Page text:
im afraid i am firmly in the camp of looking out 12-18months, 3 or 5 years is just impossible for me, too many moving parts. Even right now with the "all sorts" running Greece it would be hard to look past June. I didnt see the stuff you referenced from the SBP but Boucher was asked about divs today and he said the focus was the Prefs and then they would see where they were. I think with a 0.5bn recurring and growing and e0.5bn with some limited time-frame contribution it will be a bit like running up a down escalator for a few years.Growing type 1 by 40% compound for 3 years would be a hell of an achievement, even 20% compound would be excellent.
By best guess is this sp will be an arm wrestle between those that look out 12-18 months and look at relative value and those that have a longer more patient perspective. Who will win over the next 12 months?
What i was saying was that your type 1 growth will replace any exceptional items over a 4 or 5 year time frame. this will continue to leave BOI producing excellent profits over the long term. Hypothetically, if they were to grow the type1 by the 40% annually, they would be at 1.1billion in 3 years time. If they grew it by 20% per year, they would get to a billion in the 5 years.
on dividends, you may not have seen this post i wrote last sunday " they did focus on the possibility of a dividend in 2016 though. they quote Deutsche bank as saying the bank will unveil a new set of targets shortly that will include dividends in 2016 paid out based on 20% of 2015 profits. then 40% of 2016 profits paid in 2017and 50% 2017 profits paid in 2018." its from last sundays business post.
Defaulted loans reduce by €2.8bn to €14.3bn Defaulted loans have reduced to €14.3bn (16% of loans with all portfolios bar land and development showing an improvement), down by 16% over the year. Notwithstanding the ROI mortgage provision reversal, which reflects changes to the mortgage collective provisioning assumptions, overall provisions coverage is 52%, up from 48%. The bank’s total impairment charge reduced by c.€1.2b relative to 2013, reflecting lower customer loan impairment charges of c.€840m, the ROI mortgage provision reversal of €280m and the reversal of an impairment charge previously taken on NAMA subordinated debt of €70m.
Outlook statement is positive Highlights of 2014 include the bank’s strong lending performance, its return to profitability, improved asset quality and the pace of capital generation.
In a positive outlook statement, the bank states that it is well positioned for sustainable profitable growth in 2015 and beyond.
We will review our forecasts after this morning’s briefing where we should get further insight into the key trends, including loan repayment/redemption dynamics.
Davy View Further strong capital generation in Q4, resulting in a FY increase of 300bps in fully loaded CET1, is the standout feature of the FY 2014 results, providing additional reassurance regarding preference share redemption in H1 2016. Other notable features include improved new lending flows and NPL resolution within provisioning. In particular, the strong momentum in new lending has improved the prospect of net loan book stabilisation during the current year. Underlying PBT of €921m in 2014 (comparable Davy forecast €744m) represents a welcome turnaround from a loss of €564m in 2013, helped by a bigger-than-expected €280m Irish mortgage impairment reversal.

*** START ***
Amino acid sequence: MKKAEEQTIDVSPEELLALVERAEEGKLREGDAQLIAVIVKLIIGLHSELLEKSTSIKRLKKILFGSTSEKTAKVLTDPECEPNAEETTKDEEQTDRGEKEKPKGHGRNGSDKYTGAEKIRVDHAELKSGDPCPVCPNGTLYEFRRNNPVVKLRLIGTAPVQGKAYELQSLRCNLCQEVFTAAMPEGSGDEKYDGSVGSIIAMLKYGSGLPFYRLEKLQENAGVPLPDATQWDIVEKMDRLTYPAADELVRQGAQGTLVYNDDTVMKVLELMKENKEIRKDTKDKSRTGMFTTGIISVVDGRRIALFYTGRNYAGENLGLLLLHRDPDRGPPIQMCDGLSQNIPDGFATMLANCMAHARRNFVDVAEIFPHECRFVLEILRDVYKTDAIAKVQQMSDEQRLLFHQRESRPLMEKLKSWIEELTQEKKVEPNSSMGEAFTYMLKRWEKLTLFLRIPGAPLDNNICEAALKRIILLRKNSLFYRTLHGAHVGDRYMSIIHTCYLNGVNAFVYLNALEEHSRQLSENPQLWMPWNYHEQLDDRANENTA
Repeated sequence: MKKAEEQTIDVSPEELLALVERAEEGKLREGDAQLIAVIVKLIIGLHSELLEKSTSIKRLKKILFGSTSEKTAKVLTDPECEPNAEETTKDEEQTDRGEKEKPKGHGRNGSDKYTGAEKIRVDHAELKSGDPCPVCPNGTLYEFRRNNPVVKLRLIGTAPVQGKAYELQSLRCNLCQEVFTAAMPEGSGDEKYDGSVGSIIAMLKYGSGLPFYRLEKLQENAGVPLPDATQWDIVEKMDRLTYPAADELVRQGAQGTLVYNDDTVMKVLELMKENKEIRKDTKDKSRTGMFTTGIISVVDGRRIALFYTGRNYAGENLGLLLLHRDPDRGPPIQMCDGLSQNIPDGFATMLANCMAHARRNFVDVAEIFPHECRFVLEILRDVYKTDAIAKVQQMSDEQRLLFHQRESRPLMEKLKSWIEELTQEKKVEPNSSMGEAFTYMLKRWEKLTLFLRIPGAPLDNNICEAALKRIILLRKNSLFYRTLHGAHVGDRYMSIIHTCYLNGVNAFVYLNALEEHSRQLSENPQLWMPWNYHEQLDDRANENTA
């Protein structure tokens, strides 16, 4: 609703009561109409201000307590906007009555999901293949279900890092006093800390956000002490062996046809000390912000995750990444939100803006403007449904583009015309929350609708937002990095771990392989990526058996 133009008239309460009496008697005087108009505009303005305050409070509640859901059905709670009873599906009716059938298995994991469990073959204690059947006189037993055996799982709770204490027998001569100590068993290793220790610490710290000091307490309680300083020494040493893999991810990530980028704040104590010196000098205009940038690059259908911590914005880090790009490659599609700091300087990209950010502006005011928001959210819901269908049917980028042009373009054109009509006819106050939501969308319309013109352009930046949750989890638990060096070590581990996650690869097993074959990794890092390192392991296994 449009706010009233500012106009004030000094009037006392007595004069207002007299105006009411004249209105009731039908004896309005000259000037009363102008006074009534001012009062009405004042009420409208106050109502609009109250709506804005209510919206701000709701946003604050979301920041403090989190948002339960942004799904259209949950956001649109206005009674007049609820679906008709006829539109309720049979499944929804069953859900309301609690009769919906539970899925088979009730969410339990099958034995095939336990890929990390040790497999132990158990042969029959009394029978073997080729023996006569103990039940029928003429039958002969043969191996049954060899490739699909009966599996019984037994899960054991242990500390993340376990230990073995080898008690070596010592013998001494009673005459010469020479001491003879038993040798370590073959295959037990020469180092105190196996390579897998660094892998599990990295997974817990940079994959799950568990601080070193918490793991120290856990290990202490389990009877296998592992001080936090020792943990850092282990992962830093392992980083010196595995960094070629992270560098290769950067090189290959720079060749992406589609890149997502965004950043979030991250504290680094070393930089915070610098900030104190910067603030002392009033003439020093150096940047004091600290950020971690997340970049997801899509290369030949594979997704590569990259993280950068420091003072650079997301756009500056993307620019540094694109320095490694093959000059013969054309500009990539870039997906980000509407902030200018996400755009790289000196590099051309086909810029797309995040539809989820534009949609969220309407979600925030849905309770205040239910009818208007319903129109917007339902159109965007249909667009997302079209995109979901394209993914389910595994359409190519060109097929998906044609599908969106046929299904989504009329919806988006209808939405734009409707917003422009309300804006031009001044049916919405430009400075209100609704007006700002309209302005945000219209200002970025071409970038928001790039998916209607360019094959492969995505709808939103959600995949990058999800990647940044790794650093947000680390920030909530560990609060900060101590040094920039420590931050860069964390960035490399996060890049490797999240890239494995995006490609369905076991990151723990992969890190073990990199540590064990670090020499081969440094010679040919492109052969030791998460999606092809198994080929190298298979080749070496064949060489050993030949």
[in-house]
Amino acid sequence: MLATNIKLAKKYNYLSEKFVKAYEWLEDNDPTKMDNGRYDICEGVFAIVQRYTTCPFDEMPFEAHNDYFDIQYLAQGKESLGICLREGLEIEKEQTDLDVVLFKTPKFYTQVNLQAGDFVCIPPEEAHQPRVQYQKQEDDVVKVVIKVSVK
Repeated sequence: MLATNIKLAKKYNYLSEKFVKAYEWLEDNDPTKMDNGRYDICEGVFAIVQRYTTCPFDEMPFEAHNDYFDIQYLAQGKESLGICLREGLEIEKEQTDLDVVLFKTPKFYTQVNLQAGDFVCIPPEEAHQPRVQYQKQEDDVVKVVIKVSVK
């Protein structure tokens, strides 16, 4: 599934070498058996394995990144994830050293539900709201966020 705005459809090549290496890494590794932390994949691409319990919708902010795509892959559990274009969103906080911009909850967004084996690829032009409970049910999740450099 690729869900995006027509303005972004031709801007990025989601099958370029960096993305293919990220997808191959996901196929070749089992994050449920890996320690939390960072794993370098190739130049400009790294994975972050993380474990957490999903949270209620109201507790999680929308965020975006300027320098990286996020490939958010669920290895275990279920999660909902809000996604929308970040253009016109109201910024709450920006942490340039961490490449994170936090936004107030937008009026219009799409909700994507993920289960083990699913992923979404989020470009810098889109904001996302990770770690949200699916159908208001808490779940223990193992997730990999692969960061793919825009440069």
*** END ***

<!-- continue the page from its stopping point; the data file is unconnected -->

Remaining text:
Capital generation is a key feature The bank continued to generate capital apace in Q4, adding a further 100bps. This took the increase in its transitional Basel III CET1 ratio in FY 2014 to 250bps, raising it to 14.8% with a corresponding 300bps increase in its fully loaded CET1 ratio, excluding the €1.3bn preference shares, to 9.3%. The improvement reflects attributable profits, a modest reduction in RWAs and a more efficient capital structure in the bank’s New Ireland life assurance subsidiary. The appropriate level of capital required by the bank under the SSM has not been clarified but it has reiterated that it expects to maintain a buffer above a CET1 ratio of 10%, on a transitional basis, and that it intends to de-recognise the €1.3bn preference shares between January and July 2016. It notes that this provides for a “meaningful buffer” over regulatory requirements.
New lending rises >50% to €10bn; stability in sight New loans of €10bn reflect a pick-up from €4.3bn in H1 to €5.7bn in H2. This includes €5.7bn Irish and €4.7bn other lending. Excluding Irish tracker mortgages, Irish lending is running ahead of repayments and redemptions. In the UK, new mortgage lending more than doubled to €2.3bn. However, overall repayments and redemptions leave the net book at €82bn, in line with our forecasts (for instance Irish trackers reduced by €1.5bn and the UK business banking book, which is in run-down, reduced by €1bn – although the bank expects this to slow in 2015) and we await further insight into this dynamic at this morning’s briefing.
NIM hits 222bps in Q4 and is seen as sustainable The improvement in the margin to an average of 2.11% in FY 2014 (versus 1.84% in 2013) reflects further reductions in funding costs and the positive impact of new lending volumes, partly offset by the impact of ECB rate cuts. The bank expects the margin to grow further, albeit at a more modest pace than in 2014. This implies upside to our current FY 2015 margin forecast of 2.15% (ex ELG fees) with our FY 2016 estimate of 2.24% looking achievable a year earlier.
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